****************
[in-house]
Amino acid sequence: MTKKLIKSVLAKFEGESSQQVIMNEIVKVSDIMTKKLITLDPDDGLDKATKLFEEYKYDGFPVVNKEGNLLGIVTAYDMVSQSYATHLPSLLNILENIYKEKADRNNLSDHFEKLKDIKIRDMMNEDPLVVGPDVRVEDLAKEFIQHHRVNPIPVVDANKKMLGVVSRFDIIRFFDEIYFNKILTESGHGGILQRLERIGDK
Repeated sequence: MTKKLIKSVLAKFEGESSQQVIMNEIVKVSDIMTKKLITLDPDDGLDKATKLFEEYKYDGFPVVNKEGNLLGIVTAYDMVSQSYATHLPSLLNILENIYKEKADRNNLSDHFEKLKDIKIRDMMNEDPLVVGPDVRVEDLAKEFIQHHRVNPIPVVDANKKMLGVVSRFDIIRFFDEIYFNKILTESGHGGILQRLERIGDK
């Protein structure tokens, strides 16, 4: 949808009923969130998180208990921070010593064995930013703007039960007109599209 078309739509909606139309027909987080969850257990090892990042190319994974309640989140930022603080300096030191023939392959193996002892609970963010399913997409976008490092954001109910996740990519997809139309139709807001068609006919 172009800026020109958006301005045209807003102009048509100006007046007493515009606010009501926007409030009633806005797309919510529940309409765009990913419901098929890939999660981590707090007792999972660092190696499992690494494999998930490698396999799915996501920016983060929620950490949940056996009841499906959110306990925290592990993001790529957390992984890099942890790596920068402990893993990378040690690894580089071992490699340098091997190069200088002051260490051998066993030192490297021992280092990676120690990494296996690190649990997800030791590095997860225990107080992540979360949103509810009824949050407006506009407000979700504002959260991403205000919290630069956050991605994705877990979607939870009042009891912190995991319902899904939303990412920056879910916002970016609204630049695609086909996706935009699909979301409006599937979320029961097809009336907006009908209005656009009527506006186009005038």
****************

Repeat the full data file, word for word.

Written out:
[in-house]
Amino acid sequence: MTKKLIKSVLAKFEGESSQQVIMNEIVKVSDIMTKKLITLDPDDGLDKATKLFEEYKYDGFPVVNKEGNLLGIVTAYDMVSQSYATHLPSLLNILENIYKEKADRNNLSDHFEKLKDIKIRDMMNEDPLVVGPDVRVEDLAKEFIQHHRVNPIPVVDANKKMLGVVSRFDIIRFFDEIYFNKILTESGHGGILQRLERIGDK
Repeated sequence: MTKKLIKSVLAKFEGESSQQVIMNEIVKVSDIMTKKLITLDPDDGLDKATKLFEEYKYDGFPVVNKEGNLLGIVTAYDMVSQSYATHLPSLLNILENIYKEKADRNNLSDHFEKLKDIKIRDMMNEDPLVVGPDVRVEDLAKEFIQHHRVNPIPVVDANKKMLGVVSRFDIIRFFDEIYFNKILTESGHGGILQRLERIGDK
């Protein structure tokens, strides 16, 4: 949808009923969130998180208990921070010593064995930013703007039960007109599209 078309739509909606139309027909987080969850257990090892990042190319994974309640989140930022603080300096030191023939392959193996002892609970963010399913997409976008490092954001109910996740990519997809139309139709807001068609006919 172009800026020109958006301005045209807003102009048509100006007046007493515009606010009501926007409030009633806005797309919510529940309409765009990913419901098929890939999660981590707090007792999972660092190696499992690494494999998930490698396999799915996501920016983060929620950490949940056996009841499906959110306990925290592990993001790529957390992984890099942890790596920068402990893993990378040690690894580089071992490699340098091997190069200088002051260490051998066993030192490297021992280092990676120690990494296996690190649990997800030791590095997860225990107080992540979360949103509810009824949050407006506009407000979700504002959260991403205000919290630069956050991605994705877990979607939870009042009891912190995991319902899904939303990412920056879910916002970016609204630049695609086909996706935009699909979301409006599937979320029961097809009336907006009908209005656009009527506006186009005038």